You’re telling a war story about a guy who refuses to fight. The contradiction — while it’s fascinating — is a little hard to dramatize. The danger would be that you would create a secular saint, and that’s boring. And I don’t think it’s really fair to Desmond, and to what Desmond was able to achieve. So the trick was to not only generate a believable, and convincing exterior crisis for Desmond on the battlefield on Okinawa, but also an internal struggle that would be believable and compelling. That’s really the creative heart of that movie. I did think the use of symbolism with water was a little heavy.

Do you think the real Doss would have liked Hacksaw Ridge?

Well I hope so. I know that his son did. His son said to us afterward, “I never understood my father until now,” which is really a rather extraordinary compliment. Whether Desmond would have approved? I know Desmond was rather shy, and not one to talk about his accomplishments. He was a very modest guy. I also think that it’s fair to say now that he suffered from PTSD. Like so many veterans he wouldn’t have wanted to relive what he had experienced.

What has been your favorite piece to write across your whole career, and why?

That’s really hard. I remain very fond of the “Kentucky Cycle,” for which I won a Pulitzer because it was, and is, a very ambitious theatrical piece. Kind of bold in its scope. I still am proud of the execution. Perhaps it is even more relevant today than when I first wrote it however many years ago. I’m just as pleased with “All The Way” and “Great Society,” the two (President Lyndon B. Johnson) plays, for one of which I won the Tony Award. I love what I do, and I feel immensely fortunate to live the life I do.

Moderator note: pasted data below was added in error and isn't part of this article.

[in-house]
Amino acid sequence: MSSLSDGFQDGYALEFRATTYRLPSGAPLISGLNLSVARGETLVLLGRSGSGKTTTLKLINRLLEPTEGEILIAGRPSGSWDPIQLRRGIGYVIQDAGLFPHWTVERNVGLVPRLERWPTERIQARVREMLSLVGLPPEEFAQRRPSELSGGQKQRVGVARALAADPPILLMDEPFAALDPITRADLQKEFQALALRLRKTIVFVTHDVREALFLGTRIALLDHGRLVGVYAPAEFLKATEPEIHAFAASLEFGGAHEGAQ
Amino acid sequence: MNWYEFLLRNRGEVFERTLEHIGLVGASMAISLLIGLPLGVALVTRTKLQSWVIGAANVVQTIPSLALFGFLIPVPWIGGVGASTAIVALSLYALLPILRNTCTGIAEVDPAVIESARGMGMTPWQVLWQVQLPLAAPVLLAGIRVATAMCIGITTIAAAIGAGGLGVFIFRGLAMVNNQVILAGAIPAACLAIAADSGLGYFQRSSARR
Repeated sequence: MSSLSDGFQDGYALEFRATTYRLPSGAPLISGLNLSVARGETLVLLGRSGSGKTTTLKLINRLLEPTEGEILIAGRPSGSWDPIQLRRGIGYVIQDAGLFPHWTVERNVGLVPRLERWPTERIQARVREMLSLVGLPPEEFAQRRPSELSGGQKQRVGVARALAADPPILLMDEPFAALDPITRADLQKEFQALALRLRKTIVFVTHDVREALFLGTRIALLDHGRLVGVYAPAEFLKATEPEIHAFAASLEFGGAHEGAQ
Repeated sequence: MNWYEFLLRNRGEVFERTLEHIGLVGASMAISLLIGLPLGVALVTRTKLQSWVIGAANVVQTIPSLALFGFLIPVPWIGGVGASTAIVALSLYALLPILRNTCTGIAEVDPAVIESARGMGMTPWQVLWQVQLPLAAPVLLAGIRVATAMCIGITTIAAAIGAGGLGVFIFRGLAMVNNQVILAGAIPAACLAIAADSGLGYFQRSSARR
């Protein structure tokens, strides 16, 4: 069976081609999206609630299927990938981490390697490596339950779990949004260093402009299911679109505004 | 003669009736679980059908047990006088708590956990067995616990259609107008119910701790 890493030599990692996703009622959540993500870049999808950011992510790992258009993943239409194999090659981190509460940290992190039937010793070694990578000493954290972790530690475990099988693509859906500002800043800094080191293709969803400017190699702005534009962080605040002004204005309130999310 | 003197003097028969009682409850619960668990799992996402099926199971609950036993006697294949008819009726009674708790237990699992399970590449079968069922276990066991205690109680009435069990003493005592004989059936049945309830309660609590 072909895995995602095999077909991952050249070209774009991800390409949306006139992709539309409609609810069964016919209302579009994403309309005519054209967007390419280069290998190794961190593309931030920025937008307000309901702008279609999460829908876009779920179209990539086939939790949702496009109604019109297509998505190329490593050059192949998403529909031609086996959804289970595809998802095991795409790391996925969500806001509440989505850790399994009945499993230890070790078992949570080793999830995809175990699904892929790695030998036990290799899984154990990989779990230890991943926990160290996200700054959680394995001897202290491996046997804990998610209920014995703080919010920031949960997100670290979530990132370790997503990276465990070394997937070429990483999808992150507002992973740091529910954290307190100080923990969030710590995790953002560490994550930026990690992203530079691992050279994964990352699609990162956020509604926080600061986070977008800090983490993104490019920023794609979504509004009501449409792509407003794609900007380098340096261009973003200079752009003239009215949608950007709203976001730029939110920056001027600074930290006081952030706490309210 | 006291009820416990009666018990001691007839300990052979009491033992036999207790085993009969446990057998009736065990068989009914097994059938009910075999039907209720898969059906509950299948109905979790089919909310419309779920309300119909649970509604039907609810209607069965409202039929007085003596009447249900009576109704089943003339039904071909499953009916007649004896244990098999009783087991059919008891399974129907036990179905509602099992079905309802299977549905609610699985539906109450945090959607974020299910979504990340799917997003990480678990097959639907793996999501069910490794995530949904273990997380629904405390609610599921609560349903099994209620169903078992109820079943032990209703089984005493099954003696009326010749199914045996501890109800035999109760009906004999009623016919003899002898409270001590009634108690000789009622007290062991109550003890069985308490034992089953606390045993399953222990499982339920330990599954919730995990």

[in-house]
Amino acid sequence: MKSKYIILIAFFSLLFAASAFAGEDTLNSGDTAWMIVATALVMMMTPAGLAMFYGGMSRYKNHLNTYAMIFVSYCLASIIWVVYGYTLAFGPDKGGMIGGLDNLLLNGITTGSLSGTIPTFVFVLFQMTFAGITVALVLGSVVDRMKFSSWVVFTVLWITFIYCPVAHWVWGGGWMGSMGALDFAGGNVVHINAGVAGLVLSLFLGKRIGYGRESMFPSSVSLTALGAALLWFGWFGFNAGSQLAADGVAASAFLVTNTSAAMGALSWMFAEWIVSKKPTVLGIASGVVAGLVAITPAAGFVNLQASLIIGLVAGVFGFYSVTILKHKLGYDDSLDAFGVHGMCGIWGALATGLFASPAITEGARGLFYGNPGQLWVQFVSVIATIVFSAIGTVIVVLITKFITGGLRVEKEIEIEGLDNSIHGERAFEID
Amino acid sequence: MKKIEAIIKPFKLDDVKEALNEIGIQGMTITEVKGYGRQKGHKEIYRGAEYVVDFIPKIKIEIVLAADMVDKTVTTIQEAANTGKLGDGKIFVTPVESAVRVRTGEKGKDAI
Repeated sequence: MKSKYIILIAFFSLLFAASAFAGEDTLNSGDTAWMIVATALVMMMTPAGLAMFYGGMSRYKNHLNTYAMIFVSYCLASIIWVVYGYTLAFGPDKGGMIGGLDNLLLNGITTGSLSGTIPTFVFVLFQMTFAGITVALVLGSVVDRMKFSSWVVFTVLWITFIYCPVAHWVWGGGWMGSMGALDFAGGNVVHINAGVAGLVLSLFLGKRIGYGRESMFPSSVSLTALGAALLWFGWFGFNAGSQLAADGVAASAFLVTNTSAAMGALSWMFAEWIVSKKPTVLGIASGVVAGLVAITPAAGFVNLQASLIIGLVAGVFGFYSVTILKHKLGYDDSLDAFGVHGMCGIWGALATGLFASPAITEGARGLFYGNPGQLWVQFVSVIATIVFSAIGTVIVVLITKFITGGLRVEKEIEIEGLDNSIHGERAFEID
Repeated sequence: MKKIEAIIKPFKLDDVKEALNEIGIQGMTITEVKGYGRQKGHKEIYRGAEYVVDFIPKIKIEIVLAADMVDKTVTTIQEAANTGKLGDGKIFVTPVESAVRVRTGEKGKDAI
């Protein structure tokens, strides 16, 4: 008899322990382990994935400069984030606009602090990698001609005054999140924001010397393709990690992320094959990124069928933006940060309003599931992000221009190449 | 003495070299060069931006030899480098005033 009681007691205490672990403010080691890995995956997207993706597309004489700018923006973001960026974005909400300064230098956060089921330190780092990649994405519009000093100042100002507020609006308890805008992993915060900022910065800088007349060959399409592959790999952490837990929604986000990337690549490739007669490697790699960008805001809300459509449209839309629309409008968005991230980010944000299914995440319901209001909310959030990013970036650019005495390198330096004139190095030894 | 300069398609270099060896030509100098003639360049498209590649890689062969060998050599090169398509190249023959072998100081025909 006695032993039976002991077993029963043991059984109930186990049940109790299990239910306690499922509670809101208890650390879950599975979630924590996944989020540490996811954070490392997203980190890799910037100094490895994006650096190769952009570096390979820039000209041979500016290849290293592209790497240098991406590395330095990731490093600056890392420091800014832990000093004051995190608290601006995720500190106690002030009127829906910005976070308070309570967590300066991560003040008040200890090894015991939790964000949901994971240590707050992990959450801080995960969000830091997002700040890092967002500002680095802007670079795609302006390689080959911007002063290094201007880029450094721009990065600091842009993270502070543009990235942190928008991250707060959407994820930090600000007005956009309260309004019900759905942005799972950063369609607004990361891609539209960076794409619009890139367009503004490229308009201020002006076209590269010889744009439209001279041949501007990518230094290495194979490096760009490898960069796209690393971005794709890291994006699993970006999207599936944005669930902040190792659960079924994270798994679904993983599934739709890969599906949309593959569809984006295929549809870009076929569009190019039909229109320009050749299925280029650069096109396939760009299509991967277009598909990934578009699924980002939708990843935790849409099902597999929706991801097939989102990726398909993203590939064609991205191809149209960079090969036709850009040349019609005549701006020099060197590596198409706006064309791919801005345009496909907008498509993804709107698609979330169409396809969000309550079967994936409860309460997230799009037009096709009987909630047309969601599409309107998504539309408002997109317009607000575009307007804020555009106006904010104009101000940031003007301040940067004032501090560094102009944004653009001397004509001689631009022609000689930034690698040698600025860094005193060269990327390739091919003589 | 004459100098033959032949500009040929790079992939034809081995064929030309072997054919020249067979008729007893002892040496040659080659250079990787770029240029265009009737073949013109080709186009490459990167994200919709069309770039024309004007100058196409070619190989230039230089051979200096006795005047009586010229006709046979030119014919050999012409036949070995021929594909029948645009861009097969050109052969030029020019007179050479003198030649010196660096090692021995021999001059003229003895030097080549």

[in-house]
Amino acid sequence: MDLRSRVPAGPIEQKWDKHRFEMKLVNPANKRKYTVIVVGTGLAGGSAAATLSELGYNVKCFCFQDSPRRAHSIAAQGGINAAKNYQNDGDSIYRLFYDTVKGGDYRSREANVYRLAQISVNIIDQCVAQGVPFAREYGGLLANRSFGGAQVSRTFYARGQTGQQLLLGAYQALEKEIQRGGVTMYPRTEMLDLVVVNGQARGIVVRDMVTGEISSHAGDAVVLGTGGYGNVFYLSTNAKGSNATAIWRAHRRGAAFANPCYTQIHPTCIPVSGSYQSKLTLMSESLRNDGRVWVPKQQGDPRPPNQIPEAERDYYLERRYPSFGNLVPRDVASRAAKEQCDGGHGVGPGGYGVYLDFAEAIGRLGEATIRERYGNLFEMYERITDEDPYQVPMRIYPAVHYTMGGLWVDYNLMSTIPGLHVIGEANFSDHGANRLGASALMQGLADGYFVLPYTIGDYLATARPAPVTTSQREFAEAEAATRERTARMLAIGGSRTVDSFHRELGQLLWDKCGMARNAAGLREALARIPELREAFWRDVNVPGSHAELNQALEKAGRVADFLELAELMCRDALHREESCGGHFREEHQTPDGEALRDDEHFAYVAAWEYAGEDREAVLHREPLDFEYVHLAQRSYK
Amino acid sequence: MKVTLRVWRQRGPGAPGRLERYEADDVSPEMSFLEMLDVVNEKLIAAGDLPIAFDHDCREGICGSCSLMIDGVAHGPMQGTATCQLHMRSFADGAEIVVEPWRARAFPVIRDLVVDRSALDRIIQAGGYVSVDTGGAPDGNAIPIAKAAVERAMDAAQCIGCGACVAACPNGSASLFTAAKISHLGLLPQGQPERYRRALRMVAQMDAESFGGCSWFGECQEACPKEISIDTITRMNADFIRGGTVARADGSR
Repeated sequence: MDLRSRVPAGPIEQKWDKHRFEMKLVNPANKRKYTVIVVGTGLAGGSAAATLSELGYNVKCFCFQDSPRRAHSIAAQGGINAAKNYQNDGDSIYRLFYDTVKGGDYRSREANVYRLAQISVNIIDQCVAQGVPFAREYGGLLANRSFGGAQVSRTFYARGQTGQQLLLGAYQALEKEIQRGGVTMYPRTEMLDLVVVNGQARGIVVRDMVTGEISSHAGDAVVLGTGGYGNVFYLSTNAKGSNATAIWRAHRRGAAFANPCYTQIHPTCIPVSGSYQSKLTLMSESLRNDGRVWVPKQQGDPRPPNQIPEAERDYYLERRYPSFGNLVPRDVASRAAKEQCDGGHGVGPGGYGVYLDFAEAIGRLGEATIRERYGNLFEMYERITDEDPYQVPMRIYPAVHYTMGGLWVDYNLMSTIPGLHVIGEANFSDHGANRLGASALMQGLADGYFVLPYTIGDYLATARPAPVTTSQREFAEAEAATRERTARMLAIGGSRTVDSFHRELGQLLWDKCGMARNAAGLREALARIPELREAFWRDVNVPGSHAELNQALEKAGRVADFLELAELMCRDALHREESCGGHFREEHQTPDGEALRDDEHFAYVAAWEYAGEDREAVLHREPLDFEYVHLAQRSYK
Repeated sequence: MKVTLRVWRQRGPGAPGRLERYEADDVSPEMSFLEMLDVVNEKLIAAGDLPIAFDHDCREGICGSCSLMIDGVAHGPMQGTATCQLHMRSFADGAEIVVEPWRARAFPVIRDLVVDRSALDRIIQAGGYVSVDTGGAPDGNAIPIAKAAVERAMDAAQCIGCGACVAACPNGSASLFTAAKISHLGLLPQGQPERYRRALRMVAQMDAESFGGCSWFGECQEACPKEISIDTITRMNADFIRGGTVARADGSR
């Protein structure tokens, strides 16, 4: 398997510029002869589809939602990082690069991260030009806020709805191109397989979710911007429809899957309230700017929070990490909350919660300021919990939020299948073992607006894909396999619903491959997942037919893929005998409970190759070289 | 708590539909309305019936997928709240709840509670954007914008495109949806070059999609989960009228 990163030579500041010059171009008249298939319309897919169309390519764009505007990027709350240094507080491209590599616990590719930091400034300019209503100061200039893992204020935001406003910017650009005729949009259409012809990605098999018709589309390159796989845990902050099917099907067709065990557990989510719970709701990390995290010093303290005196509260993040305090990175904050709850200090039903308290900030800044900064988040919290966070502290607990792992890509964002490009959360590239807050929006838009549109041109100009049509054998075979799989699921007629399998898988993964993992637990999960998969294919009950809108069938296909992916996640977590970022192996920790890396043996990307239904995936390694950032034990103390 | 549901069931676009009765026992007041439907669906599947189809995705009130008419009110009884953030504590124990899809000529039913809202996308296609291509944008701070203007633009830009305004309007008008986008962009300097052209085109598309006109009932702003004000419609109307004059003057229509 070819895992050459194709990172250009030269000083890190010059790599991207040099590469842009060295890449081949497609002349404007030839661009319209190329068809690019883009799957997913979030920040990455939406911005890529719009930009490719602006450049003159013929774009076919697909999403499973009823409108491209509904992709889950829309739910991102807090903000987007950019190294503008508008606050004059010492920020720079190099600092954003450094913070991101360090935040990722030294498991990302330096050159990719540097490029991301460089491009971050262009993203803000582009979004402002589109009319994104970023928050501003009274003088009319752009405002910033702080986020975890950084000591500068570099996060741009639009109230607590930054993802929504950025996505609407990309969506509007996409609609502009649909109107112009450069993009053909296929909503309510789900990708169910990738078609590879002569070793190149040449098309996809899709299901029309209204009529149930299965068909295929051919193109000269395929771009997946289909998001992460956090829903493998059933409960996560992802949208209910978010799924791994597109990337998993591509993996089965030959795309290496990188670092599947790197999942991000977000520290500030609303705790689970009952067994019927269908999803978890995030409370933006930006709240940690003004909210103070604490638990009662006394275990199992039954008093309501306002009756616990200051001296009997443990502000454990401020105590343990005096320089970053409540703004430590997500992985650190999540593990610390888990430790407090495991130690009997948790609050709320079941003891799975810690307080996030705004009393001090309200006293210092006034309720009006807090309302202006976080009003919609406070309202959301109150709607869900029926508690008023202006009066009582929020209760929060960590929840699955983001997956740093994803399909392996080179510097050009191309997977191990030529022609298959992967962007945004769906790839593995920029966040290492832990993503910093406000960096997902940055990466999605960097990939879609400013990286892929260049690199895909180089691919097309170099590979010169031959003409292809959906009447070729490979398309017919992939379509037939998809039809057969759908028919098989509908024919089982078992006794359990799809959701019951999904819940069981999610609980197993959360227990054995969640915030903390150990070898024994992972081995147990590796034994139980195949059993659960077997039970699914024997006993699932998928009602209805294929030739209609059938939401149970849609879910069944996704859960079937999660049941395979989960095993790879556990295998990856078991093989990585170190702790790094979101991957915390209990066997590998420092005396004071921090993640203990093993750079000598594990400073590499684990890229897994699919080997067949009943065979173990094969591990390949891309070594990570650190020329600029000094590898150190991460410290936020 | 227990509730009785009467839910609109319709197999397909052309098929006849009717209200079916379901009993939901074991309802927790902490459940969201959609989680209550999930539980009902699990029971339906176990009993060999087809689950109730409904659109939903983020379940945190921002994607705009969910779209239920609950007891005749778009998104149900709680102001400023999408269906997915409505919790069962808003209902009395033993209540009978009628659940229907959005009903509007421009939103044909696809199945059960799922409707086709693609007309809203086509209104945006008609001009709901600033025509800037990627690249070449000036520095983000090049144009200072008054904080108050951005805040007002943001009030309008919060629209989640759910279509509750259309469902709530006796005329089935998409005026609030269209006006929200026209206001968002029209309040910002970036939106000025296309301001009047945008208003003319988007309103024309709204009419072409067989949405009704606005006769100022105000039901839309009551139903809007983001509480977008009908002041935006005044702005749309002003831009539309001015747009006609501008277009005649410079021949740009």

To aspiring writers: Do you think it's important to stick to one genre in order to gain success?

No. I think you should write whatever you feel compelled to write. I wouldn’t worry about branding myself as a young writer. I mean listen, I’m not Catholic about any of this, which is to say I don’t feel like there’s any one way to write, or one way to have a career. For myself, I don’t think it would be helpful to choose my subject predicated on my understanding or analysis of what the market wants. I write about what moves me, or what I care about, and I just assume that if I execute well there will be interest in this material. By and large, that’s true, but not always. Like I said, there isn’t one way. Write where your passion is, and that’s always what should guide you because otherwise it’s too hard a business. It’s a marathon, not a sprint. It’s a very long commitment that’s rugged and unfair.

As a viewer, is there a piece of work — play, TV series or movie — that you recognize as being a masterpiece?

There are many. Every year I reread (Eugene O’Neill’s) "Long Day’s Journey Into Night," just to remind myself of its masterfulness. I also revisit "Lawrence of Arabia," which I think is a brilliant screenplay. That’s Robert Bolt and then David Lean directing, and the performance by Peter O’Toole. Particularly the first half of that movie is really kind of flawless. There’s really so much good work out there, and we’re really kind of fortunate with the extraordinary stuff available to us. I also love the "The Usual Suspects," as a movie. It’s my favorite film.

The next Hollywood Invades Tempe screening will be "Wonder Woman," directed by Patty Jenkins on Oct. 18 at 8 p.m.

Reach the reporter at aalmouai@asu.edu or follow @shazzam_96 on Twitter.